Welcome to the Farm! Examine our proposed systems, structures, and research and application strategies. Learn about renewable energy. Take a virtual tour.

Systems

The following methods of power generation shall be implemented at the Energy Farm.

Photovoltaic

The initial deployment of photovoltaic panels at the Energy Farm will consist of 84 Kyocera 120-watt panels on Zomeworks passive tracking mounts, configured for 48 volts. Peak output is 10 kW. This current is delivered to the Power Center where it is processed into 208-volt 3-phase AC for net metering with the local utility.

Photovoltaic output will be metered in real time, logged for comparative study, and the information made available to the public through the Solar Server. Photovoltaic systems and equipment will be tested and compared, and consumer reports and advisories made available to the public through the Solar Server.

Hydroelectric

The initial deployment of hydroelectric power at the Energy Farm will consist of a single Harris four-nozzle Pelton-style microturbine adjoined to a Ford 80-amp alternator and configured for 48 volts. This system produces a constant output of 3.8 kW which is directed to the Power Center and processed into 240-volt single-phase AC for use by the Energy Farm. Surplus kW-hours are directed to the local utility for net metering.

Hydroelectric output will be metered in real time, logged for comparative study, and the information made available to the public through the Solar Server. Microhydroelectric systems and equipment will be tested and compared, and consumer reports and advisories made available to the public through the Solar Server.

Wind

Initial deployment will consist of Southwest Air 400-watt wind turbines, pole-mounted on each of our major structures. These are consigned to offset losses to the solar farm during stormy conditions. Site-specific wind conditions will dictate the Energy Farm’s ultimate deployment of wind turbines. Ideally a nearby hill or mountain ridge will allow generous expansion of wind-generated output.

Wind-generated power will be metered in real time, logged for comparative study, and the information made available to the public through the Solar Server. Wind turbines will be tested and compared, and consumer reports and advisories made available to the public through the Solar Server.

Biomass

The Energy Farm will conduct small-scale experiments in biomass efficacy to promote such breakthrough technologies as biodiesel and anaerobic gasification. Emphasis is on diversification of U.S. biomass crops and the search for previously unconsidered possibilities for biomass energy that may one day serve as practical sources of renewable energy.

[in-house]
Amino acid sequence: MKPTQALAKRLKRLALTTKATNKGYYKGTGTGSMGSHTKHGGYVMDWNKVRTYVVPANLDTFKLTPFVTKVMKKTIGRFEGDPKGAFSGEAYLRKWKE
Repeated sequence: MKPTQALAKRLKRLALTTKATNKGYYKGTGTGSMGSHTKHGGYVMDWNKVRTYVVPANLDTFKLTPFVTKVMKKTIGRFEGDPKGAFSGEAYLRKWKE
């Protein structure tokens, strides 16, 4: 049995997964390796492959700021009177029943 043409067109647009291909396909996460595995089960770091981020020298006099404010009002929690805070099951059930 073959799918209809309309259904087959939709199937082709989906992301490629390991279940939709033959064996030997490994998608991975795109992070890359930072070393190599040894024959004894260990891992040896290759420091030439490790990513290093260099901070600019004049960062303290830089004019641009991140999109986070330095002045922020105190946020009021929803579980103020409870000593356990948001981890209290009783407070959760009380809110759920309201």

Biomass experiments will be carefully documented, analyzed for cost effectiveness and environmental impact, and the information made available to the public through the Solar Server. The Energy Farm’s Agridome, a large industrial greenhouse, will allow year-round cultivation of biomass and ethanol crops for experimental purposes.

Biofuels

The Energy Farm will demonstrate the efficacy of biofuel technology on scales applicable to the American small farmer. A micro-distillation facility allows the production of modest amounts of liquid biofuels for use with internal combustion engines on site. Crops with renewable energy potential will be examined and experimental fuels produced and applied in the field.

Biofuel experiments will be carefully documented, analyzed for cost effectiveness and environmental impact, and the information made available to the public through the Solar Server.

Water Heating

The Energy Farm will explore new ways of heating water for domestic and industrial uses. Two unique examples are given below:

Solar Surface Water Heating

A shallow pond is lined with black plastic, and a network of pipes is laid out across the bottom. The pond is filled with salt water until the pipes are covered. The pond is then topped off with fresh water. During the day, solar radiation penetrates the fresh water layer and is absorbed by the salt water layer in contact with the black plastic liner. The fresh water layer acts as an insulator at night, preventing the captured heat from escaping. Temperature rise is cumulative over days. The network of pipes removes the thermal energy stored in the salt water layer. An experimental system of this type in Israel reached sufficient temperatures to run a steam turbine.

Biothermal Water Heating